The range of Lordon’s intellectual interests is on display in the essay collection La société des affects (2013), put out by Seuil, which argues for a ‘new alliance’ between philosophy and the social sciences, charged with elaborating a ‘language of concepts’. In these essays, against liberal theories of atomized subjects of choice, Lordon develops his proposal for a structuralism of the passions. This is not the combinatorial structuralism of a Lévi-Strauss, but the generic assertion, which Lordon claims can be sourced in Marx, Bourdieu, Durkheim and Mauss, inter alia, that human beings are in the first instance moved by their passions, which in turn, in the final analysis, are determined by social structures. Unless we follow these thinkers in getting rid of political and social philosophies of the subject, he proposes, no such structuralism can emerge, and we shall continue to treat passionate individuals and impersonal structures as incompatible terms, devolved to separate disciplines. Lordon’s turn to Spinoza can thus be seen as supplementing the Regulationist approach, positing a regime of desires and affects which doubles and supports a given economic configuration. The concern of a Spinozist social science is thus, in his words: ‘the place of the passions in the institutional configurations that support regimes of accumulation’—but also, ‘the conditions of their destabilization’. Like the Regulationists, then, Lordon is chiefly concerned with periodization: with the historical and geographical varieties of capitalism, with both analytical and prescriptive investigation into systemic change, and with the possible transitions out of capitalism. But the turn to Spinoza is also intended to supplement and surpass Regulation Theory in another, political sense, by foregrounding the formation of ‘common affects’, of group passions, as a conditio sine qua non of social transformation. Two central essays attempt to recast the question of institutions, challenging retooled theorizations of legitimacy, with their persistent disavowal of struggle, and exploring with Spinoza the motivational power of the feeling of indignation, culminating in a reflection on French factory occupations of the early 1970s. In his most recent works, direct responses to the Eurozone crisis, this concern with our collective investments in institutional and state power comes to the fore.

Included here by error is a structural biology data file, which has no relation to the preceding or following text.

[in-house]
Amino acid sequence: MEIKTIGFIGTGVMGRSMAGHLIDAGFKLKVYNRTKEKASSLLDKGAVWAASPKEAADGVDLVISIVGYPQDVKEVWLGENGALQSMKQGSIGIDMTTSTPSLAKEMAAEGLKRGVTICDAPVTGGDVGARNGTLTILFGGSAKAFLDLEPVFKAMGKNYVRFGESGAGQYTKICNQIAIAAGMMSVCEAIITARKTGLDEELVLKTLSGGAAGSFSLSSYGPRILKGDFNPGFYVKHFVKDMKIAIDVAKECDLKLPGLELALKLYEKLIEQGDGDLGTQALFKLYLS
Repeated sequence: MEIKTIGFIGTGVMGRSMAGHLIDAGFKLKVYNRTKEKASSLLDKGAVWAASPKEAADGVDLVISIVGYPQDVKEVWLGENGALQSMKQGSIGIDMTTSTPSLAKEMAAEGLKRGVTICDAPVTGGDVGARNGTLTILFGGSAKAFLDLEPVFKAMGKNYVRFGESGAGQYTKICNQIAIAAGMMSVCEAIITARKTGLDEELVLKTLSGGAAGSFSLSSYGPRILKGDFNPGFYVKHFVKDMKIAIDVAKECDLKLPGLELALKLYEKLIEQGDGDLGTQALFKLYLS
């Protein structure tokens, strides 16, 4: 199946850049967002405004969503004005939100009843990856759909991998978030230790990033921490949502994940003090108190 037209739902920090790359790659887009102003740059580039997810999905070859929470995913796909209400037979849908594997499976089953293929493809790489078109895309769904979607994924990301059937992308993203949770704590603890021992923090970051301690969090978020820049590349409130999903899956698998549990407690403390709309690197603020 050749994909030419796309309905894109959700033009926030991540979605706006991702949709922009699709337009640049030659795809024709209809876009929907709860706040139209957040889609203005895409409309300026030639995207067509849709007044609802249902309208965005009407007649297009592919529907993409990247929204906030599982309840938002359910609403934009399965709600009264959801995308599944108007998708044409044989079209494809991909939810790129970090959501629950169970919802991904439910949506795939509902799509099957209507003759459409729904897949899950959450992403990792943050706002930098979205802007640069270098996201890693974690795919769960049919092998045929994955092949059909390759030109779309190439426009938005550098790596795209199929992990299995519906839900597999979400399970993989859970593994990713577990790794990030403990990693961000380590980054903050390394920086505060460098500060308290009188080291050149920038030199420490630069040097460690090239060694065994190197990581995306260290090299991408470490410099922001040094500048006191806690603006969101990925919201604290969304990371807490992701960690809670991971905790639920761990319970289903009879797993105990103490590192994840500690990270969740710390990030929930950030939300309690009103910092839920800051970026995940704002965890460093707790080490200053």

Politics of the eurocrisis
Building on his participation in the anti-austerity Économistes Atterrés network, and especially on his blog for Le Monde diplomatique, Lordon’s La Malfaçon (2014) skewered the ‘Europeanist’ leanings of the French centre left, above all the journalists, academics and economists close to the Parti Socialiste. Published by Les Liens qui libèrent, La Malfaçon—roughly translatable as ‘defective goods’—detailed with acerbic verve the ‘constitutionally right-wing’ character of the European construction and the confiscation of sovereignty at the heart of the single-currency system. The language of the Stability Pact, with its ‘permanent constraints’ and ‘automatic brake mechanisms’, got a mordant close reading; proposals from Hollande’s circle for ‘economic governance’ or a ‘democratic leap’ were ‘cardboard solutions for Potemkin thinking’.  Eurobonds, Lordon demonstrated, would involve further dispossessions of sovereignty, a form of ‘technocratic vassalization’.  The German authorities’ fearfulness of debt-monetization misconstrued the country’s political-economic history: not the inflation of 1923 but Brüning’s austerity of 1931 was the proximate cause of Hitler’s triumph. Berlin now dominated Europe not through a will to power but, far worse, through needless fright; in a blind pursuit of its own monetary reason, lacking any wider project—and knowing that shared monetary sovereignty was bound to be an open wound.  Lordon called for ‘a shock therapy of our own’, a break with the euro and creation of a common (rather than single) currency, if need be in a Europe without Germany. A return to the national level was the most viable way to ‘deconstitutionalize’ economic policy. In a spirited concluding chapter, he argued for the left to reclaim la patrie from the Front National by means of Article Four of the 1793 Constitution, granting full citizenship rights to any foreigner who has been resident in France for a year—‘no risk the FN will take that nation from us.’